Elon Musk has terminated the much-talked-about $44 billion deal to buy Twitter. However, the microblogging platform’s board chair Bret Taylor said the company is committed to closing the deal and plans to “pursue legal action” to enforce the agreement.
A law firm representing Musk, in a letter to Twitter, alleged that the social media platform appears to have made false and misleading representations when Musk agreed to buy the company on April 25. It has breached multiple provisions of the initial agreement.
This comes after a months-long feud over how spam and fake accounts are on Twitter. The Tesla CEO had requested Twitter to provide details supporting its internal estimate that less than 5% of the platform’s accounts are spam or fake.
Spam accounts put a stop to the multi-billion dollar deal
Parag Agrawal, Twitter CEO, said an external review to determine the percentage of spam or fake accounts would be difficult to conduct. He cited the critical need to use both public and private information. On Thursday, Twitter’s executives in a briefing told reporters that the platform removes more than one million spam accounts each day. They reiterated that spam accounts were well under 5% of users who are served to advertise. Twitter highlighted that not all automated accounts are malicious bots.
Musk’s lawyer Mike Ringler said Twitter has not complied with its contractual obligations. He alleged that the platform did not provide his client, Musk, with the relevant business information he requested. The billionaire had wanted to access Twitter’s claims that about 5% of its monetized daily active users are spam accounts. As such, Ringler said Twitter failed or refused to provide the information. He even highlighted that Twitter ignored Musk’s requests and sometimes even rejected them for reasons that appear to be unjustified.
Ringler added that the social media company breached the merger agreement because it allegedly contains “materially inaccurate representations”. He outlined that Musk did not waive his right to review Twitter’s data and information because he chose not to seek this data and information before entering into the Merger Agreement. In fact, Musk negotiated access and information rights within the Merger Agreement precisely to review data and information that is important to Twitter’s business before financing and completing the transaction.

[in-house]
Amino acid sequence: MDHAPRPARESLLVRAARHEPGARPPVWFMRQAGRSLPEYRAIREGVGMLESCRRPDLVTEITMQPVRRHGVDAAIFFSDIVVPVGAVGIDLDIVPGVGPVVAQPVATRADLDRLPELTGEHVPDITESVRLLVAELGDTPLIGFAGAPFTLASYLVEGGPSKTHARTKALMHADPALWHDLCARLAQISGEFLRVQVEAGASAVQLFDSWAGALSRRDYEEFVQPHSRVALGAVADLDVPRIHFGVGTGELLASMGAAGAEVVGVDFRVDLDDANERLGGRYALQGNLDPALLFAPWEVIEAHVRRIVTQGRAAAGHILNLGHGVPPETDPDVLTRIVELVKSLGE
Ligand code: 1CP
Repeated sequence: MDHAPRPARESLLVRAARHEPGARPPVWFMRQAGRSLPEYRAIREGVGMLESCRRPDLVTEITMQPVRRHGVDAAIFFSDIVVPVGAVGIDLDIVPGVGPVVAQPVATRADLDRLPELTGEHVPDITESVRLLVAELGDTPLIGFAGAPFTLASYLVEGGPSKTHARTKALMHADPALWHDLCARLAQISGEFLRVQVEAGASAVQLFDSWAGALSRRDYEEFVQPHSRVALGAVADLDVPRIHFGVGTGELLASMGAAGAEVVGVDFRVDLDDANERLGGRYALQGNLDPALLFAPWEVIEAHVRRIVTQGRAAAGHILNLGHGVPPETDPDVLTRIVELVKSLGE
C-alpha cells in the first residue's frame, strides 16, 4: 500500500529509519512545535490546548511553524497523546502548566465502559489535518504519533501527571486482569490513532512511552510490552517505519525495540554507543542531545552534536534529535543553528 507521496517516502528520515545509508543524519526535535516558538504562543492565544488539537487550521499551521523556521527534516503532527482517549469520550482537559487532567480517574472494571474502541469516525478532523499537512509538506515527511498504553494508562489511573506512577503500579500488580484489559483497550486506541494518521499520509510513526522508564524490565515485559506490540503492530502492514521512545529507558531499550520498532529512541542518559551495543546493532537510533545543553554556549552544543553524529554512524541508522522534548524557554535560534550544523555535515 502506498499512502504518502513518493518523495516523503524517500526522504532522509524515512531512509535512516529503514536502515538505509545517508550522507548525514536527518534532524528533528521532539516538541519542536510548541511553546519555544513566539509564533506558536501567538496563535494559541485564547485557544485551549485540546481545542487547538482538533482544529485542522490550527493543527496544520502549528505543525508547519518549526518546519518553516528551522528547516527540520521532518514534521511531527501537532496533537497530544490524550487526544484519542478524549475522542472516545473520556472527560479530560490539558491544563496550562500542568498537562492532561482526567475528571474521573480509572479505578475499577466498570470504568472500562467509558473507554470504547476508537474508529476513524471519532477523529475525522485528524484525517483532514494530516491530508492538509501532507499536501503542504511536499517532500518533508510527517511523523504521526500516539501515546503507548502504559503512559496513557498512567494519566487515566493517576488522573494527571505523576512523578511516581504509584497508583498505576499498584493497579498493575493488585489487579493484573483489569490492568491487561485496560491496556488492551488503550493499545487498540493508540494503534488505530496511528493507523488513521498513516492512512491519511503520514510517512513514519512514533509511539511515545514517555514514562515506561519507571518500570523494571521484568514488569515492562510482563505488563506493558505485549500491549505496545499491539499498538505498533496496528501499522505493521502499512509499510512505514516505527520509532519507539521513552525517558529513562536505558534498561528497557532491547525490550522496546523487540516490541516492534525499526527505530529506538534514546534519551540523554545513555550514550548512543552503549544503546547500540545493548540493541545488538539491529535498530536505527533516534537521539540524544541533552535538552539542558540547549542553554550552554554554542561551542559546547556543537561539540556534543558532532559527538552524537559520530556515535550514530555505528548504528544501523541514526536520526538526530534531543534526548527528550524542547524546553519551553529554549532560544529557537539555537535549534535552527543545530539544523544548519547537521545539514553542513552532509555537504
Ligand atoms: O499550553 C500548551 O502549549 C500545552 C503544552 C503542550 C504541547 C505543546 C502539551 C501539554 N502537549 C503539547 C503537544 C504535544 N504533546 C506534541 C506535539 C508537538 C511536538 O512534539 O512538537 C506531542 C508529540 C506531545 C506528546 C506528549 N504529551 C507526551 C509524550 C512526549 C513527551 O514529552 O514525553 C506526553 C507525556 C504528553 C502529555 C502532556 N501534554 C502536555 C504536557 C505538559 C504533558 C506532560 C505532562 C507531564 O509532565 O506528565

Twitter wants to go ahead with the sinking deal
But Twitter wants to go ahead with the deal no matter what. Its chairman said the Twitter board is committed to closing the transaction on the price and terms as agreed upon with Musk. Taylor said they are confident that the company will prevail in the Delaware Court of Chancery.
It should be noted that the platform has regularly disclosed in quarterly securities filing that it believes no more than 5% of the accounts on the site are fake or automated. Twitter, on June 8, had given access to even more information, including a raw feed of account activity. Ann Lipton, a law professor at Tulane University, said the whole issue of spam on the platform has been an issue for years. She pointed out that it would be surprising if that’s what gave Musk “cold feet”.
Carl Tobias, a law professor at the University of Richmond, said the Tesla CEO appears to be setting up the argument that he should not be on the hook for the $1 billion set out in the deal terms as a breakup fee in the event the acquisition fell through. He explained that the way these things usually work is that there’s a billion-dollar breakup fee and you are the one trying to acquire, then that is enforced upon you. But if there’s some kind of material breach or a reason can be offered up that persuades a court that, for example, Twitter is not making good on the deal.
Brian Quinn, a law professor at Boston College, says Twitter is likely to seek a ruling that it has not violated its contract with Musk, and it will likely seek a judicial order requiring the billionaire to complete the acquisition. He believes the court will likely consider the information Twitter has provided and whether Musk’s requests for further disclosures are reasonable and necessary for completing the deal.
There is also the likelihood that the two sides will keep talking and the situation could resolve itself through a renegotiated sale price.